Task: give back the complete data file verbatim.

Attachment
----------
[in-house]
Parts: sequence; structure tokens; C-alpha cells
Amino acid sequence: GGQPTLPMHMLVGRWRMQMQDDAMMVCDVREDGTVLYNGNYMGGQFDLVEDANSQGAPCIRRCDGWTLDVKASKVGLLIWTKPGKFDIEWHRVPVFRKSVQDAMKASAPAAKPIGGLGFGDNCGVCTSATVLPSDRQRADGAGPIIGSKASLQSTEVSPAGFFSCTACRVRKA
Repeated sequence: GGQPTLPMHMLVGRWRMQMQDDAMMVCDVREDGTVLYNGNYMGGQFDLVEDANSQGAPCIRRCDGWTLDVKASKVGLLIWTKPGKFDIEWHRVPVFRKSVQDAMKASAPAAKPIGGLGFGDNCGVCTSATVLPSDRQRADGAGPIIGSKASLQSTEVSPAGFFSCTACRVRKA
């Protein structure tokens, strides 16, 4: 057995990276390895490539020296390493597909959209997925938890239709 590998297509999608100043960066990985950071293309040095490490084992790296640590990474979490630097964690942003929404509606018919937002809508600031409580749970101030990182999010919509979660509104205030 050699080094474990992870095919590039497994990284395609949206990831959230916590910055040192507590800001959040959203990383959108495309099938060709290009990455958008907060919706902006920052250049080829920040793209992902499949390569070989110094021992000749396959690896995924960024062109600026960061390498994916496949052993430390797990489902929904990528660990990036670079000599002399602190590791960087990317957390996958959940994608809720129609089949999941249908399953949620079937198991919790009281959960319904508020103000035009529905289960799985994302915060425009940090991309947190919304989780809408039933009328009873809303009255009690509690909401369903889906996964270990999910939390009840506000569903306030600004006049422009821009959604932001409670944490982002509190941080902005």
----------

[in-house]
Parts: sequence; structure tokens; C-alpha cells
Amino acid sequence: GGQPTLPMHMLVGRWRMQMQDDAMMVCDVREDGTVLYNGNYMGGQFDLVEDANSQGAPCIRRCDGWTLDVKASKVGLLIWTKPGKFDIEWHRVPVFRKSVQDAMKASAPAAKPIGGLGFGDNCGVCTSATVLPSDRQRADGAGPIIGSKASLQSTEVSPAGFFSCTACRVRKA
Repeated sequence: GGQPTLPMHMLVGRWRMQMQDDAMMVCDVREDGTVLYNGNYMGGQFDLVEDANSQGAPCIRRCDGWTLDVKASKVGLLIWTKPGKFDIEWHRVPVFRKSVQDAMKASAPAAKPIGGLGFGDNCGVCTSATVLPSDRQRADGAGPIIGSKASLQSTEVSPAGFFSCTACRVRKA
């Protein structure tokens, strides 16, 4: 057995990276390895490539020296390493597909959209997925938890239709 590998297509999608100043960066990985950071293309040095490490084992790296640590990474979490630097964690942003929404509606018919937002809508600031409580749970101030990182999010919509979660509104205030 050699080094474990992870095919590039497994990284395609949206990831959230916590910055040192507590800001959040959203990383959108495309099938060709290009990455958008907060919706902006920052250049080829920040793209992902499949390569070989110094021992000749396959690896995924960024062109600026960061390498994916496949052993430390797990489902929904990528660990990036670079000599002399602190590791960087990317957390996958959940994608809720129609089949999941249908399953949620079937198991919790009281959960319904508020103000035009529905289960799985994302915060425009940090991309947190919304989780809408039933009328009873809303009255009690509690909401369903889906996964270990999910939390009840506000569903306030600004006049422009821009959604932001409670944490982002509190941080902005």